Learn to memorize information better and faster

Attention and the ability to focus and memorize information give you a huge advantage when it comes to career and business. It’s those soft skills you are not likely to mention in your resume. But you’ll definitely put them to good use as soon as you start a new job.

Below you’ll find 9 memorization strategies and techniques. They’ll help you process information, avoid forgetting things and memorize stuff immediately and forever. You can program your mind. That’s a fact.

1. Storytelling

Stories have everything you need to memorize information. Bright imagery, characters, plotlines, to name a few. Think of various images that include things you need to memorize. Combine them into a sequence of events and create a coherent story your mind can follow.

Practice it: attach images of your favorite pet to things you need to memorize. Or imagine your favorite actor do what you need to do.

2. Breakdown and systematization

Something that has a clear structure is easier to memorize than random numbers, ideas, and words. Search for patterns is part of our experience and it’s what our brain is tuned to.

Practice it: combine concepts based on semantic coding. Group various separate concepts based on context and templates.

3. Association and conglomeration

Things you understand well are more likely to stick to your memory. Make it all make sense by connecting facts and concepts to something you already know. It’s easy to memorize something that’s related to the information that already lives in your head.

Practice it: associate new information with the knowledge you have. If new ideas fall under a certain context that already exists in your mind, they are likely to stay.

4. Expression and artistry

Express the things you are trying to memorize with the help of motions and gestures. Add emotions to dry facts. Present information as if you are performing on a scene. Say it out loud clearly and loudly.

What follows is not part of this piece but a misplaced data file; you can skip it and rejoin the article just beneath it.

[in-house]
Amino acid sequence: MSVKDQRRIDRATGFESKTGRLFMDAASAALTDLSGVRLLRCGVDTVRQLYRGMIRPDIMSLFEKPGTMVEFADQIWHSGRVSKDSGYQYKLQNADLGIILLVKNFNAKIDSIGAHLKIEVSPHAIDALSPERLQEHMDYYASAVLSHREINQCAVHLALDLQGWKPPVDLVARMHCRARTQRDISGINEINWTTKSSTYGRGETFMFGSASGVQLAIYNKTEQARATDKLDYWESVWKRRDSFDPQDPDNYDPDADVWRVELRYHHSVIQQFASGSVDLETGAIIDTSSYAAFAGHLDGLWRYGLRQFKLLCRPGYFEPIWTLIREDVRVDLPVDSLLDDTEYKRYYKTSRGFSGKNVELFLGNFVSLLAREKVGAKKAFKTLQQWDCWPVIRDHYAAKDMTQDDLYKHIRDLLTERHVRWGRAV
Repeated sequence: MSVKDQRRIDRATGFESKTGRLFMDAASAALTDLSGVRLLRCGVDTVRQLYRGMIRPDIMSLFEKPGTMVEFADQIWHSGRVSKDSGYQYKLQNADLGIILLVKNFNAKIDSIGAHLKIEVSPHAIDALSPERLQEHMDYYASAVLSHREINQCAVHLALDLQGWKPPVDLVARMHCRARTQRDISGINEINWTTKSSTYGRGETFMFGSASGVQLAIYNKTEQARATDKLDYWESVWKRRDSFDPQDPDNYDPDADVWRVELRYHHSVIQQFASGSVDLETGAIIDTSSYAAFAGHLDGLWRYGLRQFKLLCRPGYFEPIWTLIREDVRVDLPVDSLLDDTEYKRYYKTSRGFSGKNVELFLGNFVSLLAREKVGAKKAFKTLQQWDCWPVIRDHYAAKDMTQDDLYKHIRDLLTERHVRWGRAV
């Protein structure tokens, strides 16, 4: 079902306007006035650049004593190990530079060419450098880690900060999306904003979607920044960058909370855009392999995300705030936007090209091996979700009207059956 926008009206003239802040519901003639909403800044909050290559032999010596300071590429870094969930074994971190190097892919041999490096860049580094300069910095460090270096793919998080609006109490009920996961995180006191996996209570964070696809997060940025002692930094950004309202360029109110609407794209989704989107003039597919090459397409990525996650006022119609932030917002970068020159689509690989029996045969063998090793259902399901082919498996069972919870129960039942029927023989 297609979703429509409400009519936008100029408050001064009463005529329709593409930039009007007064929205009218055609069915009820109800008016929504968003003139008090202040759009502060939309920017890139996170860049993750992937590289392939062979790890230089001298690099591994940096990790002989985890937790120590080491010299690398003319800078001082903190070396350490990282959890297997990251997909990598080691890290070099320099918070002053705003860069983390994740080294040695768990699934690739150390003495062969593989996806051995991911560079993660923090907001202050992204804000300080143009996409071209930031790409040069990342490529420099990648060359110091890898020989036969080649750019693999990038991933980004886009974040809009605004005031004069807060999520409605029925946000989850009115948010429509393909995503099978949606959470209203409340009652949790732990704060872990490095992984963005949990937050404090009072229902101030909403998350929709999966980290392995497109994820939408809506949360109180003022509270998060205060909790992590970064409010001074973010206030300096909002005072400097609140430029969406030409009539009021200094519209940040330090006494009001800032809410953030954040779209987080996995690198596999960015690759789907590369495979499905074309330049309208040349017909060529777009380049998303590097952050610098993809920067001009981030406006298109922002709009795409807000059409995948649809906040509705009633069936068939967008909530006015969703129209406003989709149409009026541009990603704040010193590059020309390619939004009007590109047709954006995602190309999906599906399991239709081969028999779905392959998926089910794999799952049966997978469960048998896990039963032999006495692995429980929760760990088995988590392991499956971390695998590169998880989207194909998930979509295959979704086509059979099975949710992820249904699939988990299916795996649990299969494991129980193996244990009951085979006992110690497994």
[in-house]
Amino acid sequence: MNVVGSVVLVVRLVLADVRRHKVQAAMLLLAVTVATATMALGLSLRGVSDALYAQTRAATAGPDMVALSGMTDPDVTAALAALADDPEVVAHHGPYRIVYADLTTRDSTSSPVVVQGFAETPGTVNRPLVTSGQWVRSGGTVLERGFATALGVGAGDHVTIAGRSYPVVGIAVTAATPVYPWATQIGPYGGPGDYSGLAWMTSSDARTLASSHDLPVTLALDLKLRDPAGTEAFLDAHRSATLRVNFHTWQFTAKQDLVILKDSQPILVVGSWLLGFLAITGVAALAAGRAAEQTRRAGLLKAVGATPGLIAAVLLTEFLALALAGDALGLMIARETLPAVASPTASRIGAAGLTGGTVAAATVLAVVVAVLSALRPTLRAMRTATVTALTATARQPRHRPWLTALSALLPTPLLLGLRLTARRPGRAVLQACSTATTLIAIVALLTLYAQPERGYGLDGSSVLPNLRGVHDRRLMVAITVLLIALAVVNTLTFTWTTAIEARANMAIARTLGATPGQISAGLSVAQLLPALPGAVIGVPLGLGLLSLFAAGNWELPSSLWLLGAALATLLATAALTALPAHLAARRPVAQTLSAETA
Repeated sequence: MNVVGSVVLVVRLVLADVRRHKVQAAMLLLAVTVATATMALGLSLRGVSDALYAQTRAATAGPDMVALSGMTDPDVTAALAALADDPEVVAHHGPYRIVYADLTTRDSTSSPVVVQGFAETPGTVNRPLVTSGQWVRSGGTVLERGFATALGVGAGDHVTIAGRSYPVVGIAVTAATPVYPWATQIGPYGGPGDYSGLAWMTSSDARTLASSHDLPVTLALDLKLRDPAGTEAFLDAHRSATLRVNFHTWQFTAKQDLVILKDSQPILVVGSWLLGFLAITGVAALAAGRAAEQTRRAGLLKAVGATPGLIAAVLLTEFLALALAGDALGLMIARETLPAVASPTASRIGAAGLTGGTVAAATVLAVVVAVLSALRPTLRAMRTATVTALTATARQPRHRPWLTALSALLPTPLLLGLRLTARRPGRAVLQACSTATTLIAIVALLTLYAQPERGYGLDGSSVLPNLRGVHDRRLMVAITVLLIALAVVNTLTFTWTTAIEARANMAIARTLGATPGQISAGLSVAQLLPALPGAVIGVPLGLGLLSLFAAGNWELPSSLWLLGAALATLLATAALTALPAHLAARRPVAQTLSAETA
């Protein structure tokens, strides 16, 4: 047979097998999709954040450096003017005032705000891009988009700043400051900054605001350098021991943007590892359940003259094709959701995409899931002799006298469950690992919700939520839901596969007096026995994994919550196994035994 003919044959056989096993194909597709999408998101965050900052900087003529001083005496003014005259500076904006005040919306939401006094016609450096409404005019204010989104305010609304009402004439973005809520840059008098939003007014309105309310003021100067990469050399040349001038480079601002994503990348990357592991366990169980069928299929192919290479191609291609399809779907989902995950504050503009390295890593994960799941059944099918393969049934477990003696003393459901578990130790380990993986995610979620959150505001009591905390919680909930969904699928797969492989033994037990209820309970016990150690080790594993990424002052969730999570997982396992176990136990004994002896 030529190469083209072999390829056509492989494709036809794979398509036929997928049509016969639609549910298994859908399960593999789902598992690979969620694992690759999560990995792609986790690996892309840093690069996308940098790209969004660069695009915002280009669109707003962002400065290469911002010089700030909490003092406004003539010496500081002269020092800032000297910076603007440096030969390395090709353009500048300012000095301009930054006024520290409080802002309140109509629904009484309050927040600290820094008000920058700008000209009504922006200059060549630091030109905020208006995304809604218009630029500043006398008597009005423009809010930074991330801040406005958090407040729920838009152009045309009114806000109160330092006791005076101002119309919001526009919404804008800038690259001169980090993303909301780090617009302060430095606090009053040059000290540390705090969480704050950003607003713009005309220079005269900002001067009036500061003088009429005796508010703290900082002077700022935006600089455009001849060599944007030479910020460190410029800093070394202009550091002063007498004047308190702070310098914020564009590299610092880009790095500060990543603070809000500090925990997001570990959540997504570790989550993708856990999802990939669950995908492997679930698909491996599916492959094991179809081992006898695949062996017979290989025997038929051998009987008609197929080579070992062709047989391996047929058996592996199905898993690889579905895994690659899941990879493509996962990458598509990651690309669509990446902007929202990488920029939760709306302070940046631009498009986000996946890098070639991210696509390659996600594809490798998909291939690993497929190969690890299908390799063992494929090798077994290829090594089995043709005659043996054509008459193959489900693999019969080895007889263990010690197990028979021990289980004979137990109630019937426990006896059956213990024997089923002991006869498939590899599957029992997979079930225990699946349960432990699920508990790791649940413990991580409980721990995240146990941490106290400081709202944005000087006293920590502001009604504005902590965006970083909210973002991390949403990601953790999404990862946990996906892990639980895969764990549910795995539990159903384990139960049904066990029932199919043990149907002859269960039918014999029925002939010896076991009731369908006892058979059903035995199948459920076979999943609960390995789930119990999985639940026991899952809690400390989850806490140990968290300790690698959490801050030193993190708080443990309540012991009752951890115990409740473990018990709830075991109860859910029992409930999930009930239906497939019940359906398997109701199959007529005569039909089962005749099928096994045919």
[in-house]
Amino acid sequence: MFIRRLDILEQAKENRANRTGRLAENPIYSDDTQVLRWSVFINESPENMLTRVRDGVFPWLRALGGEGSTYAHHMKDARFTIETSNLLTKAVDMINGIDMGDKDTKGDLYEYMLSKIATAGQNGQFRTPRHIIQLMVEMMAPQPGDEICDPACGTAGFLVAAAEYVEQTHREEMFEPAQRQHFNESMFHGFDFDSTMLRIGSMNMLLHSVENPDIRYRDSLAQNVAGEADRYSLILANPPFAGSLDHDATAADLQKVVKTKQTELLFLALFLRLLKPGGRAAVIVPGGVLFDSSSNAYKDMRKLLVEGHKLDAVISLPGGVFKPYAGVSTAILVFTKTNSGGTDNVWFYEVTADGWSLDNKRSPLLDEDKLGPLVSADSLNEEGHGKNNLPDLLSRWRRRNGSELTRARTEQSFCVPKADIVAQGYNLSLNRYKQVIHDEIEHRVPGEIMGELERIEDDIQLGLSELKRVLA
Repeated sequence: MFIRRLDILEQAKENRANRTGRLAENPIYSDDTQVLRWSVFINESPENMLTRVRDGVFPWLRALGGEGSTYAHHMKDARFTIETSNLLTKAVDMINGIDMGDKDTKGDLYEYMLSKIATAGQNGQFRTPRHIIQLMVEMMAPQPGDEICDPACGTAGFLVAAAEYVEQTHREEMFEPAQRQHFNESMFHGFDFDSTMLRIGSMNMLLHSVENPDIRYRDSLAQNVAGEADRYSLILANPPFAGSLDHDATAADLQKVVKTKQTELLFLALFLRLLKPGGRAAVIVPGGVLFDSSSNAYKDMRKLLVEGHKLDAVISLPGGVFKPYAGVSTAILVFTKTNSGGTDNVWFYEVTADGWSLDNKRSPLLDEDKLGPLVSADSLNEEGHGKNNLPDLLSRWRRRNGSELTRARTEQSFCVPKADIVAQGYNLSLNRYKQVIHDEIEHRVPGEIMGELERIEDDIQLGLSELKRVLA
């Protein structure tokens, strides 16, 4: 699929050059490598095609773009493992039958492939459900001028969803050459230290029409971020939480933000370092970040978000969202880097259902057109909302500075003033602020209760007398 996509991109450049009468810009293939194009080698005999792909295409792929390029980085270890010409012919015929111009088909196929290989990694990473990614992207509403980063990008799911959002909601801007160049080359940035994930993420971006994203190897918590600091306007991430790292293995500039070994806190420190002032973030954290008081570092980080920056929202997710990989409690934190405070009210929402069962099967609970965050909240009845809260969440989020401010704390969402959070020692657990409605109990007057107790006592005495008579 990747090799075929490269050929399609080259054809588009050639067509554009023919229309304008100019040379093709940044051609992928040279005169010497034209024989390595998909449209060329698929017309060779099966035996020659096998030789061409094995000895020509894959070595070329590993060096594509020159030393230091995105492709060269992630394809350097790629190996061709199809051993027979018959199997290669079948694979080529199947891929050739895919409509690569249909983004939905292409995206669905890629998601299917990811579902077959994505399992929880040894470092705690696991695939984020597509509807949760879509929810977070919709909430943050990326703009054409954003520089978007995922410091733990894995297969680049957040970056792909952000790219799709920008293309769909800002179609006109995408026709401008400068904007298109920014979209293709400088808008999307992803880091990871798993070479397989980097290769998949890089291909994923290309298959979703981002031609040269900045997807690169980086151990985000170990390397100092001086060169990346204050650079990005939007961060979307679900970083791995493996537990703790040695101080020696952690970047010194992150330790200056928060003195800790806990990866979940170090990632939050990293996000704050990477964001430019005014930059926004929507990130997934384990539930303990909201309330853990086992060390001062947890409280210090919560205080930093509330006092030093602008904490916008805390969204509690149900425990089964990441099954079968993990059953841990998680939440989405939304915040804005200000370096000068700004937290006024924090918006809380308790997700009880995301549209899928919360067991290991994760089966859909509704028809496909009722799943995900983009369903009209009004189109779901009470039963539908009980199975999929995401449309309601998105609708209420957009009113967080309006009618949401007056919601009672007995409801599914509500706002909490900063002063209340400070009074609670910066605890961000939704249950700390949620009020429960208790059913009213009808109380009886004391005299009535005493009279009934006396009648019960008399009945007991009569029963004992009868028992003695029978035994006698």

Practice it: if you have to memorize a large chunk of text, try to yell it out loud. To learn certain words and statements, pronounce them loudly.

5. Change of scene

The human brain tends to connect places to living memories. Memory stocks to space, context, sounds. Use this when you need to memorize a large piece of information.

Practice it: separate the material into logical conceptual blocks and try to memorize each one in a new environment. Memorize which places are connected to certain parts of the material. Let your memory travel through all those places to weave the chunks of information together.

6. The Feynman technique

It’s a complex approach to memorizing information. It combines visual, associative, intervallic, and logical techniques. It works best when you need to memorize complex materials heavy with specialized terminology.

Practice it: write down the key theses of the material and try to explain them using simple language. Turn the entire piece of information into a fully-fledged story, say it out loud, record it and pay special attention to the hardest pieces.

7. The Roman Room technique

Also known as Cicero’s method. This is a technique for building a material structure. It implies arranging objects in a familiar room and in a certain order. You only have to picture the space in your mind to remember the information you need.

Practice it: walk around your place and mentally place the key points of information in a certain order. Use any space that’s very familiar to you.

8. The Edge Effect

Psychologists have long discovered that we remember the beginning and the end of a performance, a lecture, or a play the best. Try to trick your brain into memorizing the hardest pieces of information.

Practice it: structure the information so that the hardest part is in the beginning.

9. Visualization and contextual imagery

Activate your visual memory and turn words and concepts into images. Even if you are not a visual learner by nature, people, in general, memorize visual information faster. Besides, when you use all your senses to help information stick to your memory your brain will easily remember it when you need it. Make these images bright and emotionally charged and your brain will never forget them.

Practice it: create a visual skeleton for the piece of information you need to memorize with the help of associative symbols and images that relate to certain words and concepts.

Find explanations for things, ask questions, check yourself, and keep your mind in order. More importantly, believe in the power of your mind. Your memory matters a great deal.

  • mental
  • psychology